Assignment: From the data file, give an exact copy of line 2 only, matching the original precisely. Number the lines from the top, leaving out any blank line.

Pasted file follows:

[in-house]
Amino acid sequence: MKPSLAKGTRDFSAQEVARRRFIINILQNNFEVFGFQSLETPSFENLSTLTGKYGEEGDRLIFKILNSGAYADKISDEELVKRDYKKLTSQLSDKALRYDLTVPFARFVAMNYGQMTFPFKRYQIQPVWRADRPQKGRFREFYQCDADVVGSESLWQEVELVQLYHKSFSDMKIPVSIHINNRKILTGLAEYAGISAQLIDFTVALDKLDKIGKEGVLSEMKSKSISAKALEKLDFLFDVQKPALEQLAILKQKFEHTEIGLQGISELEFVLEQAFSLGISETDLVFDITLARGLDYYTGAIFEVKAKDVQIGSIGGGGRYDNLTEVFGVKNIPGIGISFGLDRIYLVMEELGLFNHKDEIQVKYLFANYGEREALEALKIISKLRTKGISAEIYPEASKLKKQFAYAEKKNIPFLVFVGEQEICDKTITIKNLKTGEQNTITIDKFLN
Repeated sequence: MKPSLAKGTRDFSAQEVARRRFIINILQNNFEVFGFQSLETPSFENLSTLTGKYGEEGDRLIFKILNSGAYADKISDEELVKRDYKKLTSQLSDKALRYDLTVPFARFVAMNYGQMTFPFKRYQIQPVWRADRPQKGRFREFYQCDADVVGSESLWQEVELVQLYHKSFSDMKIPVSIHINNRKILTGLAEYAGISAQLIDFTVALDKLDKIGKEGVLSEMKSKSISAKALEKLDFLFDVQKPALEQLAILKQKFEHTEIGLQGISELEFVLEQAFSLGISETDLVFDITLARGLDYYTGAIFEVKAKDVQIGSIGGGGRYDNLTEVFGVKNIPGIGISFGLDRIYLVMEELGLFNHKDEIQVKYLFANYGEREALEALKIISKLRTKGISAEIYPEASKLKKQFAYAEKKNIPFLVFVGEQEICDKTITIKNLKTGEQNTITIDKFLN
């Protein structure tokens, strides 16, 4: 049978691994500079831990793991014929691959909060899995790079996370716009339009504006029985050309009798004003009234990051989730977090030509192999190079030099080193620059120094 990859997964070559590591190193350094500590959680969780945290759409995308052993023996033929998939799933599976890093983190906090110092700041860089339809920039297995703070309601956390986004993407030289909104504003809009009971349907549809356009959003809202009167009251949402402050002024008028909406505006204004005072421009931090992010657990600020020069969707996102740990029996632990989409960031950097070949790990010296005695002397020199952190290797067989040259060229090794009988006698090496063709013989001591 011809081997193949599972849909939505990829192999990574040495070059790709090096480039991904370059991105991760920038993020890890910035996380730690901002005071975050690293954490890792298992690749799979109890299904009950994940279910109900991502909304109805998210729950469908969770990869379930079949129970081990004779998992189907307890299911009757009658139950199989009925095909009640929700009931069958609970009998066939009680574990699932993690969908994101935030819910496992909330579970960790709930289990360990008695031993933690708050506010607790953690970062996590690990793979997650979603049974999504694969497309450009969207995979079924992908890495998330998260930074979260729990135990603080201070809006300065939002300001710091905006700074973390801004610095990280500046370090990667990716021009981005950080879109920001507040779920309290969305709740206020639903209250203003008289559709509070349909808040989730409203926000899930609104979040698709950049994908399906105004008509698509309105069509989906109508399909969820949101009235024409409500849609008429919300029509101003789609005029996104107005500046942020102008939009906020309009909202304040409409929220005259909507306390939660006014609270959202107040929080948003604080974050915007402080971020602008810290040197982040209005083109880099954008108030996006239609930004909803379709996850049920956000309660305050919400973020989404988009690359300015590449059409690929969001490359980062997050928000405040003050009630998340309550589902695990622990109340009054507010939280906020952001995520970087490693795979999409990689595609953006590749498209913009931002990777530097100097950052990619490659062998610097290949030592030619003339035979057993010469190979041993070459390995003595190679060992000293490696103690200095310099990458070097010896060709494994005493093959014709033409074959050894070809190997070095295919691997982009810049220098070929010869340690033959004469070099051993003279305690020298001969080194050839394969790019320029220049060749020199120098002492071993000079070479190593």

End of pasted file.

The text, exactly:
Amino acid sequence: MKPSLAKGTRDFSAQEVARRRFIINILQNNFEVFGFQSLETPSFENLSTLTGKYGEEGDRLIFKILNSGAYADKISDEELVKRDYKKLTSQLSDKALRYDLTVPFARFVAMNYGQMTFPFKRYQIQPVWRADRPQKGRFREFYQCDADVVGSESLWQEVELVQLYHKSFSDMKIPVSIHINNRKILTGLAEYAGISAQLIDFTVALDKLDKIGKEGVLSEMKSKSISAKALEKLDFLFDVQKPALEQLAILKQKFEHTEIGLQGISELEFVLEQAFSLGISETDLVFDITLARGLDYYTGAIFEVKAKDVQIGSIGGGGRYDNLTEVFGVKNIPGIGISFGLDRIYLVMEELGLFNHKDEIQVKYLFANYGEREALEALKIISKLRTKGISAEIYPEASKLKKQFAYAEKKNIPFLVFVGEQEICDKTITIKNLKTGEQNTITIDKFLN